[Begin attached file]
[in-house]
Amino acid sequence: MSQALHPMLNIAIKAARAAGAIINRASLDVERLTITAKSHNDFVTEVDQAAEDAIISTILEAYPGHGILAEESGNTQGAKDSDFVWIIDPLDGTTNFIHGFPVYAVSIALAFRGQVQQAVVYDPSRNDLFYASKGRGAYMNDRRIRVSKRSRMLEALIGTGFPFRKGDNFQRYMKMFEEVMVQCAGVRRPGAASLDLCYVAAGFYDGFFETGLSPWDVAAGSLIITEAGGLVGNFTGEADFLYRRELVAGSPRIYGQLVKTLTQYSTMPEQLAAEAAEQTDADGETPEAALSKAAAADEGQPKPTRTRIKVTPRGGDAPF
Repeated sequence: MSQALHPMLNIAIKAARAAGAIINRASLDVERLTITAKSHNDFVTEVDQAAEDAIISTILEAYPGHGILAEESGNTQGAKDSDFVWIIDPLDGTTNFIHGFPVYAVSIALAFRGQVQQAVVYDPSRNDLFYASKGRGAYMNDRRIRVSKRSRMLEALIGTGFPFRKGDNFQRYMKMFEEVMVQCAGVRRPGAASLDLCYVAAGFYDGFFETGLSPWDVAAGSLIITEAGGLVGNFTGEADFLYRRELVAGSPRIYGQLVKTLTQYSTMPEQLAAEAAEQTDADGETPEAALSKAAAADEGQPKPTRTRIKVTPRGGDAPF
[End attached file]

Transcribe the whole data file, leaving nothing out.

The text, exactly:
[in-house]
Amino acid sequence: MSQALHPMLNIAIKAARAAGAIINRASLDVERLTITAKSHNDFVTEVDQAAEDAIISTILEAYPGHGILAEESGNTQGAKDSDFVWIIDPLDGTTNFIHGFPVYAVSIALAFRGQVQQAVVYDPSRNDLFYASKGRGAYMNDRRIRVSKRSRMLEALIGTGFPFRKGDNFQRYMKMFEEVMVQCAGVRRPGAASLDLCYVAAGFYDGFFETGLSPWDVAAGSLIITEAGGLVGNFTGEADFLYRRELVAGSPRIYGQLVKTLTQYSTMPEQLAAEAAEQTDADGETPEAALSKAAAADEGQPKPTRTRIKVTPRGGDAPF
Repeated sequence: MSQALHPMLNIAIKAARAAGAIINRASLDVERLTITAKSHNDFVTEVDQAAEDAIISTILEAYPGHGILAEESGNTQGAKDSDFVWIIDPLDGTTNFIHGFPVYAVSIALAFRGQVQQAVVYDPSRNDLFYASKGRGAYMNDRRIRVSKRSRMLEALIGTGFPFRKGDNFQRYMKMFEEVMVQCAGVRRPGAASLDLCYVAAGFYDGFFETGLSPWDVAAGSLIITEAGGLVGNFTGEADFLYRRELVAGSPRIYGQLVKTLTQYSTMPEQLAAEAAEQTDADGETPEAALSKAAAADEGQPKPTRTRIKVTPRGGDAPF